the need to develop networks in which people known to the victims help in the


The project in summary


Widespread displacements
and rights violations of farm workers took place during the land reform
programme in which white-owned commercial farms were invaded and violently seized
since 2000.

In addition to the
displacements and abuses, farm workers suffered catastrophic losses of income,
habitation, education, health services and access to clean water and sanitation
that contributed to a high death rate.

Analysts have often pointed
at the land reform chaos as the spark of the Zimbabwe’s economic meltdown and
humanitarian crisis.

According to this survey
of 120 former commercial farm workers from six provinces in
conducted over eight weeks in 2007, only 3% reported that they had been
re-employed by the new farmers. Ninety six per cent of the respondents mostly
aliens from
Malawi, Zambia or Mozambique have been rendered destitute but
said they still live in
Zimbabwe and
survive on informal jobs and handouts. Only 1% had benefited from the land

The majority of the workers were forced off the compounds and houses that were built for them by their former employers on allegations that they were sabotaging the land reform exercise by supporting the white farmers strongly suspected to be opposition MDC supporters and financiers. A small number managed to stay at the compounds because of their allegiance to the ruling party Zanu PF.  At the height of the farm evictions the farm workers could be seen camping along the country's major highway. They either didn't have anywhere to go or they could not afford transport to their rural homes. Investigations revealed that the majority of them were of alien origins—third generations of their forefathers who had come from either Malawi, Zambia or Mozambique to work in farms so they had nowhere to go back to. 
The farm workers have disappeared or were forcibly evicted from the temporary settlements along the highways. Land allocation statistics show that only 3% of the over 350 000 former permanent farm workers benefited from the land reform programme. 
The obvious question that comes to mind and remain, unanswered and without a fair coverage by the media for the past seven years when government embarked on the land reform is that:
Where are the former farm workers and how are they managing to survive under the prevailing harsh economic conditions?
This research focuses on former farm workers’ access to resettlement land, farm compound residency, basic health care and education.
The few who remained on the farms often give horrendous tales of ill-treatment at the hands of the new farmers. They are underpaid and made to work long hours without a break. Some like orphaned children and the old -even work for food rations for them to survive.  
The majority no longer have permanent since their new employers only hire them during summer seasons when there is some work to do. They move from one plot to the other for piece-jobs, where they are often paid in maize or any other form of grain to feed their families.
The health situation on the new farms have rapidly deteriorated after farm clinics were shut down as the farm workers and health workers were forced off the properties. Disease outbreaks have become a common development in the new settlements. No one has the means to take the sick to hospitals. The situation is worsened by the economic meltdown with virtually everything becoming scarce in Zimbabwe.
Thousands of children have dropped from schools either as a result of closure of the farm schools or because the now jobless former farm workers cannot afford the fees that the school are asking for. The few remaining schools in the former commercial farmland are far away from each other that pupils might have to endure up to 30 kilometres to get to the nearest secondary school. Even government efforts to open satellite schools hit a snag as teachers turn down appointment into the undeveloped jungles.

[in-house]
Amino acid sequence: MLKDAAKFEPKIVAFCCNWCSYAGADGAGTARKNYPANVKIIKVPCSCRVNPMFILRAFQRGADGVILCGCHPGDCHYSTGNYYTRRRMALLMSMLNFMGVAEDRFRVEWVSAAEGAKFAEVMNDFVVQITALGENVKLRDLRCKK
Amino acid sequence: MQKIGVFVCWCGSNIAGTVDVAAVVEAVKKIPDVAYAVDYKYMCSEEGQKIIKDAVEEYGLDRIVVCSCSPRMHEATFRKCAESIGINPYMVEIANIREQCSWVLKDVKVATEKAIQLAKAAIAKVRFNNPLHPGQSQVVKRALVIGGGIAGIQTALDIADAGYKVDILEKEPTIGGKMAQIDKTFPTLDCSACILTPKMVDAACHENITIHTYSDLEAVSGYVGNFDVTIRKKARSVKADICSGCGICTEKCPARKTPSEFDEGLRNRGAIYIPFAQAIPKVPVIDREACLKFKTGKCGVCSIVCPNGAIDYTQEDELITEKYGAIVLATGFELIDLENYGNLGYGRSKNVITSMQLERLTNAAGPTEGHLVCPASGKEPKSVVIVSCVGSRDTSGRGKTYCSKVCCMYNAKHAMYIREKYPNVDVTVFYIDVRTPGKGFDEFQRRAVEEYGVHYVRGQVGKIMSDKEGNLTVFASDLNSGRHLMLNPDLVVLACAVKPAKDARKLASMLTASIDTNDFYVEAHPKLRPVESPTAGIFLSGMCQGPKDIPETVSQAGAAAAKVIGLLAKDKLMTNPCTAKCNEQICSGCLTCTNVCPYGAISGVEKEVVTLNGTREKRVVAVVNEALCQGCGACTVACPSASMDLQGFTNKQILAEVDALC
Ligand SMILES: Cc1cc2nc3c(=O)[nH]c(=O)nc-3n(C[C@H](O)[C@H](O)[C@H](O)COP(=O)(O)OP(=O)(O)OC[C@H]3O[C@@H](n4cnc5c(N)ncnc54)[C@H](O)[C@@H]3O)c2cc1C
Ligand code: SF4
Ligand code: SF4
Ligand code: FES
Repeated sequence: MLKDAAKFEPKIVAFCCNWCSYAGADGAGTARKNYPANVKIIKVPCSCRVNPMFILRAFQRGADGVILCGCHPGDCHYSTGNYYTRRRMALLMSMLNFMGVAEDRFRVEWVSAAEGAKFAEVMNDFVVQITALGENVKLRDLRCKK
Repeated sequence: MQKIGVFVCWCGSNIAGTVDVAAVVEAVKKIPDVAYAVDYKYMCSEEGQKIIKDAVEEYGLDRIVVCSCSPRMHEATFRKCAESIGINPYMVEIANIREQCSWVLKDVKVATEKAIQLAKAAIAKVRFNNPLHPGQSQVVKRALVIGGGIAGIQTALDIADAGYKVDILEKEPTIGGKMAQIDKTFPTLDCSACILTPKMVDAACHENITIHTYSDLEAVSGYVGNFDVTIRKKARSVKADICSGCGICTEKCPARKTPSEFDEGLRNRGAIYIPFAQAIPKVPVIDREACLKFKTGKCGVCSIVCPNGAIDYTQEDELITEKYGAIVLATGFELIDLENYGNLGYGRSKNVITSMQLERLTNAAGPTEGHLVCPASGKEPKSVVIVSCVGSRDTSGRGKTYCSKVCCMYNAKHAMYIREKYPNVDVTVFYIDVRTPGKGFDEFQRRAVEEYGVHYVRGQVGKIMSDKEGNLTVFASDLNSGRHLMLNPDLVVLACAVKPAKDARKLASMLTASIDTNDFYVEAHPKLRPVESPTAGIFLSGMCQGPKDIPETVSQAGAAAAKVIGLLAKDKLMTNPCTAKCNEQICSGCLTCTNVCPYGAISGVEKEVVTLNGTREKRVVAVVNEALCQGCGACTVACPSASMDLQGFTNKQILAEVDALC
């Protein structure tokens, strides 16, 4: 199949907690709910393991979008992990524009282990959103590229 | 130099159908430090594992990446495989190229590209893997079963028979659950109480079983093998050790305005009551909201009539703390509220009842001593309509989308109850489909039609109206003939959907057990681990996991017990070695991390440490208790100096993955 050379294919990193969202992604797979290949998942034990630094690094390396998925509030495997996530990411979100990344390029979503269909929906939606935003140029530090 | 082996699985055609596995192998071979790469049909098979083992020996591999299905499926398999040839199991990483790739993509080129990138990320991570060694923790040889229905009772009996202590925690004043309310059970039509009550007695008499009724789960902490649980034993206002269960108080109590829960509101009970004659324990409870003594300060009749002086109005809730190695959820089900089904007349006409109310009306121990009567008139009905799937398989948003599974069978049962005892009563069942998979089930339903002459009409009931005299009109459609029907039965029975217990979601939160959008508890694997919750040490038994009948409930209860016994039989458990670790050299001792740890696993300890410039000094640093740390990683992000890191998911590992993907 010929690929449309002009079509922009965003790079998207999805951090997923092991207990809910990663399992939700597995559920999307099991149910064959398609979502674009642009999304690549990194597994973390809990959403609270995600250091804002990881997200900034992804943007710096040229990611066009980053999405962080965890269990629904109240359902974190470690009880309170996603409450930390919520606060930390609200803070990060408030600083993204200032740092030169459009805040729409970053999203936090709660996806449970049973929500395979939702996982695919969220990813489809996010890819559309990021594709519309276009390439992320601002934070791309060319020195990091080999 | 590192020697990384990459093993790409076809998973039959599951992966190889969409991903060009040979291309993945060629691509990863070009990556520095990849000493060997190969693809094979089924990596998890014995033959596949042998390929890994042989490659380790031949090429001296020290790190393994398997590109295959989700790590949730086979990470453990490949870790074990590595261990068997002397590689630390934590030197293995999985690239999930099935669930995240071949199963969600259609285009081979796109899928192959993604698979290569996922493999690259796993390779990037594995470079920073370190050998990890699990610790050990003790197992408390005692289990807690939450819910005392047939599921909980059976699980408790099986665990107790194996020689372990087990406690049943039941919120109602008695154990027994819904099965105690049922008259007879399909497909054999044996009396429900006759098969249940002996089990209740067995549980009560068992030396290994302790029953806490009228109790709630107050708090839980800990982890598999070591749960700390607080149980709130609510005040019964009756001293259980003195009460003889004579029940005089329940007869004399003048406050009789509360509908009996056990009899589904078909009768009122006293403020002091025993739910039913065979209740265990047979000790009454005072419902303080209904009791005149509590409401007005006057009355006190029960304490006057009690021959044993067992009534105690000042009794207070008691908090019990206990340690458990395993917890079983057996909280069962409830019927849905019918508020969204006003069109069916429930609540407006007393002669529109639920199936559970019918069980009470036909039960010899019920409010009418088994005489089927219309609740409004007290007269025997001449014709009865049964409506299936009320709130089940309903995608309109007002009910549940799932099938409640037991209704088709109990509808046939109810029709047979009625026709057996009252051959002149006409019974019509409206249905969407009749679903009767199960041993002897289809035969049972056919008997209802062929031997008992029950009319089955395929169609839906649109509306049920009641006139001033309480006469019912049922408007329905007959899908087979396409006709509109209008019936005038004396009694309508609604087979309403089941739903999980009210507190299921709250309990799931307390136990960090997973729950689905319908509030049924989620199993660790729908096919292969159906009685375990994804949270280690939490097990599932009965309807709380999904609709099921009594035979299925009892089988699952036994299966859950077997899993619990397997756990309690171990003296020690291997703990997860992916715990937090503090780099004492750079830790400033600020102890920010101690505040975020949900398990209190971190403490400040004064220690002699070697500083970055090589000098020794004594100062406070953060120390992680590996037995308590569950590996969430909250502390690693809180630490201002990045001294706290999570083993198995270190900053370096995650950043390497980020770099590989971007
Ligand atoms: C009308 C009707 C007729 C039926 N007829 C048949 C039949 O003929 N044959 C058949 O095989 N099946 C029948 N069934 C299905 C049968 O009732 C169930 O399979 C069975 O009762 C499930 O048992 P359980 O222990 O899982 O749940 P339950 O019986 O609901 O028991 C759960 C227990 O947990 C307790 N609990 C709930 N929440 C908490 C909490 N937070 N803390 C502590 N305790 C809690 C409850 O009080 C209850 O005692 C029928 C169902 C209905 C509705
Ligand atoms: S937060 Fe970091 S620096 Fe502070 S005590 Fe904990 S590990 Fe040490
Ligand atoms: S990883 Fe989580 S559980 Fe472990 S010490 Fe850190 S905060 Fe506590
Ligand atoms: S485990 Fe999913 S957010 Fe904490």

This report finds that the
gross human rights violations, and the violations of rights generally, were
much greater than had been previously assumed. It is also evident that the
patterns of violations and those involved in the perpetration of these
violations are not commensurate with conflicts over land between land owners
and landless people. Instead the data from the survey suggests organised
appropriation by an elite, as has been widely claimed.

The report concludes that the
evidence is strongly suggestive of a systematic campaign, as evidenced by the
failure of the police and civilian authorities to enforce the law and offer the
protection of the law.

The report finds that a
plausible case can be made for crimes against humanity having been committed
during these displacements.

War veterans and members
of Zanu(PF) were the largest number of perpetrators of the violations, followed
by the police. Other significant perpetrators were found to be members of
parliament, officials from the president’s office, provincial governors, and
other government officials. These findings point to an organized seizure of
land planned by officials, not a spontaneous seizure carried out by landless
blacks, as the government claims.

All Zimbabweans have
suffered as a consequence of the ill-advised land reform process, which has
devastated the economy and created an enormous humanitarian crisis.



The survey gathered data


1.    Interviews-
former farm workers who might have benefited from the land reform.. Or could
have managed to remain at the compound but are now involved in other activities
to earn a living. There could also be former farm workers who would have
relocated to the communal areas after losing their jobs.

2.    Questionnaire
distributed through NGOs working on welfare of former farm workers.

3.    Farmers
organizations—Some organizations still have contact with their members.